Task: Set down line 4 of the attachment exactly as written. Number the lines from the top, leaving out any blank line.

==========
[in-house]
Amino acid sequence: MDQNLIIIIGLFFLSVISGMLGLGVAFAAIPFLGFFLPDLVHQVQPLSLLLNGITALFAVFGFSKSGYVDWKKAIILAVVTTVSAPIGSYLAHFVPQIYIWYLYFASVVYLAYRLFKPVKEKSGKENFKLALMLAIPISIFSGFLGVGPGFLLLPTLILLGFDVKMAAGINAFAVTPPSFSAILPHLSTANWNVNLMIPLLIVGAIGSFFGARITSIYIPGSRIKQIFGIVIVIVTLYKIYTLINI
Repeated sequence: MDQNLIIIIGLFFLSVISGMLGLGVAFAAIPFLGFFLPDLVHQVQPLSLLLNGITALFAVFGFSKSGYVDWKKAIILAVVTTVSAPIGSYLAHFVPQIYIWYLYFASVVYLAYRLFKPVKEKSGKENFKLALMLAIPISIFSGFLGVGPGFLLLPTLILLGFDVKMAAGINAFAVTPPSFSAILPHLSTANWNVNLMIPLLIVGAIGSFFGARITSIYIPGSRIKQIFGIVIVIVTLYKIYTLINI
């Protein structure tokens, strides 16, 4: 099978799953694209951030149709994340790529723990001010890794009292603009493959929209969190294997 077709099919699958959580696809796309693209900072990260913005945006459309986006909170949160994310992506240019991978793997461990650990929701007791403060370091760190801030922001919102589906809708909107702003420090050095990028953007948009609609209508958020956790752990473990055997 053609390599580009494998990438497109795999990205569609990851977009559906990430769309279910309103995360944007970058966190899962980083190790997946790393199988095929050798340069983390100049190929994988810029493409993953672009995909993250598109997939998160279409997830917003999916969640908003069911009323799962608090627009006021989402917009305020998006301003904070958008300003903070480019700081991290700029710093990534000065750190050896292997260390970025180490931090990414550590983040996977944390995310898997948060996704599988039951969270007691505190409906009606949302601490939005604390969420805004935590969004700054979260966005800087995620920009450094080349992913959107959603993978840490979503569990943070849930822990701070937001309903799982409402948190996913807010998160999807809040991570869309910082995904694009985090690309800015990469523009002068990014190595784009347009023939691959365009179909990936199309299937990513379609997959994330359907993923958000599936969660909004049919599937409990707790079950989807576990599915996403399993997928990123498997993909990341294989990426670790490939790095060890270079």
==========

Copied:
């Protein structure tokens, strides 16, 4: 099978799953694209951030149709994340790529723990001010890794009292603009493959929209969190294997 077709099919699958959580696809796309693209900072990260913005945006459309986006909170949160994310992506240019991978793997461990650990929701007791403060370091760190801030922001919102589906809708909107702003420090050095990028953007948009609609209508958020956790752990473990055997 053609390599580009494998990438497109795999990205569609990851977009559906990430769309279910309103995360944007970058966190899962980083190790997946790393199988095929050798340069983390100049190929994988810029493409993953672009995909993250598109997939998160279409997830917003999916969640908003069911009323799962608090627009006021989402917009305020998006301003904070958008300003903070480019700081991290700029710093990534000065750190050896292997260390970025180490931090990414550590983040996977944390995310898997948060996704599988039951969270007691505190409906009606949302601490939005604390969420805004935590969004700054979260966005800087995620920009450094080349992913959107959603993978840490979503569990943070849930822990701070937001309903799982409402948190996913807010998160999807809040991570869309910082995904694009985090690309800015990469523009002068990014190595784009347009023939691959365009179909990936199309299937990513379609997959994330359907993923958000599936969660909004049919599937409990707790079950989807576990599915996403399993997928990123498997993909990341294989990426670790490939790095060890270079």